Arthur Anderson Culture and Its Downfall

Topics: Enron scandal, Ethics, Arthur Andersen Pages: 4 (1310 words) Published: October 9, 2006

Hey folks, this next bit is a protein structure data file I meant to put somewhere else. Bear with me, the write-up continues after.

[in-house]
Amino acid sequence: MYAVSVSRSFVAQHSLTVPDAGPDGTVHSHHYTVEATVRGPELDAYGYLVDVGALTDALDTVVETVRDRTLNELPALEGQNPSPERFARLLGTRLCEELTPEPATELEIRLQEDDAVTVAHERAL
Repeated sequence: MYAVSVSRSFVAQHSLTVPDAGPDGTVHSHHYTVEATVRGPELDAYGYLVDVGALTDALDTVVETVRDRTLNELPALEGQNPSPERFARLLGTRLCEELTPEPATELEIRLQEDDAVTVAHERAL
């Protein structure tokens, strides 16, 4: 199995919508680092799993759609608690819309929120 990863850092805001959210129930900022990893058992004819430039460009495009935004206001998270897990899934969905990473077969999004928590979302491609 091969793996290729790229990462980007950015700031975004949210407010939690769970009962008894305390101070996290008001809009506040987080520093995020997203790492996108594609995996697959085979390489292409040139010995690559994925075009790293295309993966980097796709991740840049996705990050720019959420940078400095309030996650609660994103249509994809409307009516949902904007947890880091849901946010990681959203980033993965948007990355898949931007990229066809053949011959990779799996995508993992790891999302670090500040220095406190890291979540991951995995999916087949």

1.1 Aspects of Andersen's culture that would be signals of a dysfunctional culture. •Inability to question superior's practices and incapability to suggest new ways of doing things in all areas of the firm. •Andersen's organization, culture and practices were derived from the old structure, which were still seen as the best practices even if outdated. At the organization, new trends of the market and new competitors were not going to change any of the company. "Don't question it. That's the way it's always been done". They had no desire to change their archaic practices. •When Anderson realized that they could not survive with the current, traditional business approach and their competitive edge was dwindling, they switched from a "pillar of integrity" company to one that focused solely on keeping clients at any cost. •Andersen was too fee-driven. For example, hard selling of services (particularly consultants tagging along on audits) that the clients did not need and giving results of both auditing and consulting, supported by the client's goals. •Resistance to change from seemingly unethical to ethical practices. The root of the problem was top management figures who exemplified poor ethical practices. •Internal conflicts of interests between consulting and auditing businesses. •Internal competition over who gets credit for fees created backfires inside the organization. 1.2 Andersen culture impacted the responsibilities to its stakeholders over time because: •Andersen's main focus shifted away from serving public to serving themselves •Culture shifted to just getting as much revenue from clients as possible. Not only assisted with the necessary consulting and auditing of each case, but enforced unnecessary ones. •Began to underestimate vulnerabilities in their practices which jeopardizing the organization's future. "Cross fingers and pray" when auditing and consulting proved to be an ineffective method. •The organizational incentives...
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